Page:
By Mark Williams, chief executive, British Egg Industry Council
Several weeks have passed since COVID-19 restrictions, put in place by the UK government and the devolved administrations, have either been lifted partially or in full. The figures for hospitalisations and deaths have drastically reduced, demonstrating that vaccinations have played a huge role in helping to overcome the pandemic. The number of people in the UK that are now double jabbed stands at over 40 million.
Experts have urged caution however, as infections are rising among the under 25-year-olds, many of whom are not double vaccinated, and are the most likely to choose not to take the vaccine. The government has tried to use a mixture of encouragement or even coercion, by denying entry to nightclubs and bars for those who refuse to get both jabs.
A huge problem the country faced once it had essentially fully re-opened on Freedom Day was the pingdemic. The NHS Covid app pinged large numbers of staff across the UK throughout much of July and August and no sector seemed unaffected including our own. Many trade associations, including the BEIC, highlighted the plight of the British egg industry, and worked with government to help find a solution. The British egg industry along with the rest of agriculture in the UK has experienced staff shortages since leaving the EU. We warned this would not only impact our ability to provide retailers with eggs, but also potentially animal welfare on farms.
After engagement with a range of stakeholders, the UK Government has changed the rules on self-isolation. As of 16 August (England only) fully vaccinated adults do not have to self-isolate for 10 days if they have been in close contact with someone who has had COVID-19, providing they are not suffering from any symptoms. Northern Ireland also followed suit, while Scotland and Wales already had similar rules in place. However, you still need to self-isolate for 10 days if you test positive for COVID-19, start showing symptoms, or arrive in the UK from a red list country – regardless of your vaccination status.
The BEIC, along with organisations such as the Confederation of British Industry, and other major representative groups have agreed that this is a far more reasonable approach.
However, although much welcomed, the change in self-isolation policy is not a panacea for the labour supply issue in the British egg industry, nor indeed for British agriculture and food in general. The BEIC has recently been consulting with members about the significant, and in some circumstances severe, problems caused by the unavailability of people to fill an array of necessary roles, including catchers and drivers. We have been taking part in a wider food industry roundtable, alongside organisations such as the NFU and BPC, with the feedback we have gathered from our respective members, to produce a solid and indisputable case to present to government.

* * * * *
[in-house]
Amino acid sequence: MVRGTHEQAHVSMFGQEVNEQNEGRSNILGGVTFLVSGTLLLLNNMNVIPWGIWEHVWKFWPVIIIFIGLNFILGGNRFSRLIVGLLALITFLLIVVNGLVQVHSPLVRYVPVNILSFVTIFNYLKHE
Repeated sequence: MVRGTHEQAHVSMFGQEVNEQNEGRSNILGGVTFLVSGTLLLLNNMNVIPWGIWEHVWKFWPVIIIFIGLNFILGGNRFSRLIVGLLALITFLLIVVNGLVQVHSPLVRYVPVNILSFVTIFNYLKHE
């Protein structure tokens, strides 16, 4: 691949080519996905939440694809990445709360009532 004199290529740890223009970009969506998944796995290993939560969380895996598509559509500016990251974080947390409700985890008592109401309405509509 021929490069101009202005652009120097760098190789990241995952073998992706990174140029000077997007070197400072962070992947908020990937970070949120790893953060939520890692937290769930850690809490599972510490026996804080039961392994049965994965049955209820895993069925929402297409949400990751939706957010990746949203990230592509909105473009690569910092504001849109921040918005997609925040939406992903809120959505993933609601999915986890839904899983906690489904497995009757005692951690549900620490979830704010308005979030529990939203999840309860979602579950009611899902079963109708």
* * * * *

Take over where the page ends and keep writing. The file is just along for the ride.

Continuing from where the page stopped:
We will continue to make sure our message is heard that we are a dynamic industry, producing a valuable food product that the British public love and enjoy – demonstrable with our petition for British supermarkets to use only British eggs in their food – that has over 30,000 signatures. But without labour, the future success of our industry and the livelihoods of many farmers could be put in jeopardy.
In other developments, on 18 August, Defra and the Welsh Government published their response to the consultation on Animal Welfare in Transport which took place earlier this year. The key points for poultry are:
A maximum journey time of 24 hours for recently hatched chicks. This will suffice for deliveries across GB and to the island of Ireland. For exports of breeding stock, journeys longer than 24 hours will continue to be allowed with additional measures in place. Hatcheries already include hydration gels and detailed paperwork accompanies consignments. For breeders, point of lay pullets and end of lay hens, the proposal of 21 hours has been confirmed.
Our main concern is that government intends to adopt the proposal to restrict transport where the external temperature is outside of 5-25 C. This is far from ideal, considering we have provided significant evidence that this would cause delays, particularly during the winter. We will continue to fight the industry’s corner on this issue. Regarding the proposal to prevent sea transport when the wind speed is Force 6 or more on the Beaufort wind scale, government has agreed that there is not enough evidence to make specific decisions, and do not intend to take forward this proposal.
On 13 September the Veterinary Technical Group of the UK Poultry Health and Welfare Group is holding an on-line workshop on ‘Notifiable Avian Disease: Joint Poultry Industry/Government Workshop on the lessons learned in the 2020/21 AI ‘season’. The workshop is designed to update on the background to ‘forecasting’ future risk of avian influenza breaks, covering its limitations, but also include information which suggests that events such as what we saw during the last AI ‘season’ may become more regular and not occur on a 3-4 year cycle as we have seen in the past.
While significant progress has been made by industry and government in dealing with AI outbreaks in recent years, particularly in terms of communication, disease management, lack of secondary spread within the industry, the workshop will explore any ‘weak link’ factors commonly found in cases of primary introduction of AI into poultry flocks. The workshop will also consider; experience in the UK and in Europe with respect to non-notifiable AI as a cause of significant disease; and explore the opportunities and challenges for improved control of NAD following our EU Exit, as well as the new OIE AI chapter.
You can register for the event at https://www.eventbrite.co.uk/e/notifiable-avian-disease-a-joint-poultry-industrygovernment-workshop-registration-167623214547